Cyber risks of digitizing legacy systems in healthcare environments
The news is full of reports of vulnerabilities discovered in medical devices. Many of them are quite terrifying. Who can forget the first time they heard that a pacemaker could be hacked — or of the data breaches resulting from these vulnerabilities or misconfigurations. Similarly, all processes involving healthcare data digitization are currently in play. Because the hospital is the playing field on which many of these processes come together, it’s the best place to start looking at some of the security implications for our secure medical data.
Some of the more prevalent considerations follow.
Processes that generate PHI data
Many types of hospital processes generate a large amount of Protected Health Information, or PHI, data. The largest sources that generate and process PHI are Radiology, Patient Monitoring, Medication Management, Surgery, Diagnostics and (Electronic) Medical Records. Each process itself has many steps resulting in different outcomes depending on where the output of one process is used in the one that follows.
Let’s look at this in a security-minded way. Mapping the flow of information between these processes can help us structure the network into compartments, noting the data handover points needed in between, such as IP addresses, ports and protocols. This will help to mitigate an attack propagated across different network sections. It also identifies the needed flows and makes sure that any further attacks can be shut down and prohibited.
Assets and steps within the individual processes
Here’s an example: Radiology uses a few different assets to generate medical images: Ultrasound, X-ray or MRT, and then uses a Picture Archiving and Communication System (PACS) server to store that imagery. Configuration of PACS servers is often the first trap to fall for from a security perspective. That’s because a full and secure configuration is not achieved when the asset is operating according to process requirements! Security is only achieved when all other configuration elements are checked and appropriately secured.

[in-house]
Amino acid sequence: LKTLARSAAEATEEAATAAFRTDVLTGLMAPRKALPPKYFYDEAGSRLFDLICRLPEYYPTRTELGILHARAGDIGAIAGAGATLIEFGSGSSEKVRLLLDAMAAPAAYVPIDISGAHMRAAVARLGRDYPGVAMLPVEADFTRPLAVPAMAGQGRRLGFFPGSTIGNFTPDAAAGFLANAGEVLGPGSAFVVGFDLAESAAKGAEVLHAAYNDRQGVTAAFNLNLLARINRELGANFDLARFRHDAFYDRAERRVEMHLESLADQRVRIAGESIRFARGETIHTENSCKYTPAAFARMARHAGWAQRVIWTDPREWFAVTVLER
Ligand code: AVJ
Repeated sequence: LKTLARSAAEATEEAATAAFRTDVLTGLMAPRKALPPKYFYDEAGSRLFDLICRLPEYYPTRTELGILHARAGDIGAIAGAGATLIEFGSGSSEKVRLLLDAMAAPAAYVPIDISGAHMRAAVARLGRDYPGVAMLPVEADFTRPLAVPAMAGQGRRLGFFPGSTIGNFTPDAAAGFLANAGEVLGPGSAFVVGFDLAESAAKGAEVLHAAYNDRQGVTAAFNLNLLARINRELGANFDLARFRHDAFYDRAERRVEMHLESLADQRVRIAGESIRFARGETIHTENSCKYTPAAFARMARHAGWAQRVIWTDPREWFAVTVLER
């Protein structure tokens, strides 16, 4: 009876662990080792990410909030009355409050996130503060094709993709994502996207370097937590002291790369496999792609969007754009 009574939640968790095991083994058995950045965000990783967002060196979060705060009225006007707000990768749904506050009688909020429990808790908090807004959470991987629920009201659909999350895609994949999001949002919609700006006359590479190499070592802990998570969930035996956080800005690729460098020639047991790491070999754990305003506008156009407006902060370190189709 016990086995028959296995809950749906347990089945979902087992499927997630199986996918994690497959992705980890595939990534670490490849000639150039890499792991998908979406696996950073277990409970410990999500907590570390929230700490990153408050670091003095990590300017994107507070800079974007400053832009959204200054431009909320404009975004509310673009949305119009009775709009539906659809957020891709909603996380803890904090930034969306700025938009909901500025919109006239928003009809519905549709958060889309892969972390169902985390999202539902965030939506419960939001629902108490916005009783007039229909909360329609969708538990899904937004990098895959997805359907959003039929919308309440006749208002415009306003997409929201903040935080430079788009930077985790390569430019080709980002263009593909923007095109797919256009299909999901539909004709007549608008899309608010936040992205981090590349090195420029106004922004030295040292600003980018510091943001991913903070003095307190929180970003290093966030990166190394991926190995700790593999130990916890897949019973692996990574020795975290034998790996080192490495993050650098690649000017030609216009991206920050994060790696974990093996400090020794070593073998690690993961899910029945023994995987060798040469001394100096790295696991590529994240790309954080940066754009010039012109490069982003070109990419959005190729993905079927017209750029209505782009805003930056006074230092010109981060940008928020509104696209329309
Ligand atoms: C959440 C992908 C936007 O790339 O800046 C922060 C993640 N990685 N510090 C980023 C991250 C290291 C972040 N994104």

One might think that using the PACS server to allow patients access to their medical imagery via web interface might sound like a good idea and a value-add for patients wanting to see their medical info personally. But when a PACS server connects directly to the public internet without any further configuration checks, the consequences can be severe, as recent cases have shown!
In the same way, integrating an Electronic Medical Record (EMR) into self-service kiosks or websites in which patients input their data prior to a hospital visit often includes many details that are unrelated to the main operation. Also, the EMR system needs to be checked for vulnerabilities and updates regularly!
An EMR can be seen as the central element of all data flows in a hospital, whether the internal flow between PACS and EMR, EMR and Medication Management or the external flow, used for insurance and billing purposes. Any and all of these connections need planning, scrutiny, and intensive monitoring.
Putting things together to build a secure structure
The promised benefits of digitization might benefit a single asset, a process or the hospital as a whole. Still, that promise also comes with an obligation to think through the implications of digitizing and storing health data and consider the entire security strategy and its contingencies. At the same time, we must remember the possible side effects and not stop thinking of these things when the first signs of “mission accomplished” are in sight.
Even though the digitizing process works, that does not necessarily mean it is secured. Mapping out the data flow as well as checking and securing the settings of a device is a vitally important process around any mass digitization effort aimed at securing private and personal medical data. Augmenting that process with the tools needed to further tighten security will build a more secure structure able to be resilient against cyberattacks.
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